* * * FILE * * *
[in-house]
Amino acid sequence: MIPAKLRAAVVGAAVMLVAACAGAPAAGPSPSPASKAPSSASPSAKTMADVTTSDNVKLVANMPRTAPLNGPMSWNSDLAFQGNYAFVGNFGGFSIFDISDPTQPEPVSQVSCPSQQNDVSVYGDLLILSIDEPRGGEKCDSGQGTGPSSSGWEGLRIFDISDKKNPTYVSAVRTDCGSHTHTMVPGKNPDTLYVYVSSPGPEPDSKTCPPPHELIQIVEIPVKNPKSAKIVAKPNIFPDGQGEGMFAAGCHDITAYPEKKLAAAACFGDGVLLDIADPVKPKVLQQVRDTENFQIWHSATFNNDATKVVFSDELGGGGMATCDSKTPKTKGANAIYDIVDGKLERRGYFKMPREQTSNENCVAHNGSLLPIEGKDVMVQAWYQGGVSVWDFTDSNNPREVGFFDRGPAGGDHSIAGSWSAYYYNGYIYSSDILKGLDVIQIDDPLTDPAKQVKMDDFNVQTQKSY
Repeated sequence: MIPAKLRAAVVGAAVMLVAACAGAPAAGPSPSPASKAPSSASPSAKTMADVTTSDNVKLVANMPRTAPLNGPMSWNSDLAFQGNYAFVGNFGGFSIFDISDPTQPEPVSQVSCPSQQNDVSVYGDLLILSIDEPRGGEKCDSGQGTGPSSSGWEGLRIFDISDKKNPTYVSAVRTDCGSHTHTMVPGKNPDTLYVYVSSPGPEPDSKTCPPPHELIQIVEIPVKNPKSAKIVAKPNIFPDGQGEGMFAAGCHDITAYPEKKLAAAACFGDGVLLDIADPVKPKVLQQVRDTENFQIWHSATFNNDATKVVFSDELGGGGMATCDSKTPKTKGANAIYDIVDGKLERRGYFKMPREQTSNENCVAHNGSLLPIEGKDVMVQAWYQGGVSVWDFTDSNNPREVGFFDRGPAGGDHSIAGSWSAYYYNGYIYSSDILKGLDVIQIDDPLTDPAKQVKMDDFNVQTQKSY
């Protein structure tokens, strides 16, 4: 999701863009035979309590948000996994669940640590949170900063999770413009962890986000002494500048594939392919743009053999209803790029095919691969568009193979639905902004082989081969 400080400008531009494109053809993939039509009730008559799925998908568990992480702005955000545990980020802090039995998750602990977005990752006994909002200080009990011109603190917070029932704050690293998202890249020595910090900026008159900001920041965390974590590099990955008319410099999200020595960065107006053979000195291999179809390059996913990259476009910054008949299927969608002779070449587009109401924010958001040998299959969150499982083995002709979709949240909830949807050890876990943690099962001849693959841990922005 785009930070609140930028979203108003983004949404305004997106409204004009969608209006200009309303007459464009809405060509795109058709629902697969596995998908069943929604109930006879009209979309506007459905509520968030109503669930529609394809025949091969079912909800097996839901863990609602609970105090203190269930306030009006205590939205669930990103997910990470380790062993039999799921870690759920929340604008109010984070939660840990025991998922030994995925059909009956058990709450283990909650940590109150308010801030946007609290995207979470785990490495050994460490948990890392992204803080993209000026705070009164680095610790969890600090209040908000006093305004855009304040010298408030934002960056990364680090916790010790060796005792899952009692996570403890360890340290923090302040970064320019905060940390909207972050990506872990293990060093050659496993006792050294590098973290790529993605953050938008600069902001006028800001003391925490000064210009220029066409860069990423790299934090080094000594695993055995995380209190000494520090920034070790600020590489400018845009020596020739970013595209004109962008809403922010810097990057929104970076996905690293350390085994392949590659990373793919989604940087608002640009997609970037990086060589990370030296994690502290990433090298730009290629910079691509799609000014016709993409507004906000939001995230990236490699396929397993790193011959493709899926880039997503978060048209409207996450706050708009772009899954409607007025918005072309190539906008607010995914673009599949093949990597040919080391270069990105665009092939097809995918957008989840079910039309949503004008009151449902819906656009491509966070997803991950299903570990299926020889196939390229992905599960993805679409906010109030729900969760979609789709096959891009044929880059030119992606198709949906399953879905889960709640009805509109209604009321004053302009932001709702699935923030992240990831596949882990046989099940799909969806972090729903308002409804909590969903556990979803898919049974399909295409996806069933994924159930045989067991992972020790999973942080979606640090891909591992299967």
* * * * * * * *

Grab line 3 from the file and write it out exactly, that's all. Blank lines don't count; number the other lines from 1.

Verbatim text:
Repeated sequence: MIPAKLRAAVVGAAVMLVAACAGAPAAGPSPSPASKAPSSASPSAKTMADVTTSDNVKLVANMPRTAPLNGPMSWNSDLAFQGNYAFVGNFGGFSIFDISDPTQPEPVSQVSCPSQQNDVSVYGDLLILSIDEPRGGEKCDSGQGTGPSSSGWEGLRIFDISDKKNPTYVSAVRTDCGSHTHTMVPGKNPDTLYVYVSSPGPEPDSKTCPPPHELIQIVEIPVKNPKSAKIVAKPNIFPDGQGEGMFAAGCHDITAYPEKKLAAAACFGDGVLLDIADPVKPKVLQQVRDTENFQIWHSATFNNDATKVVFSDELGGGGMATCDSKTPKTKGANAIYDIVDGKLERRGYFKMPREQTSNENCVAHNGSLLPIEGKDVMVQAWYQGGVSVWDFTDSNNPREVGFFDRGPAGGDHSIAGSWSAYYYNGYIYSSDILKGLDVIQIDDPLTDPAKQVKMDDFNVQTQKSY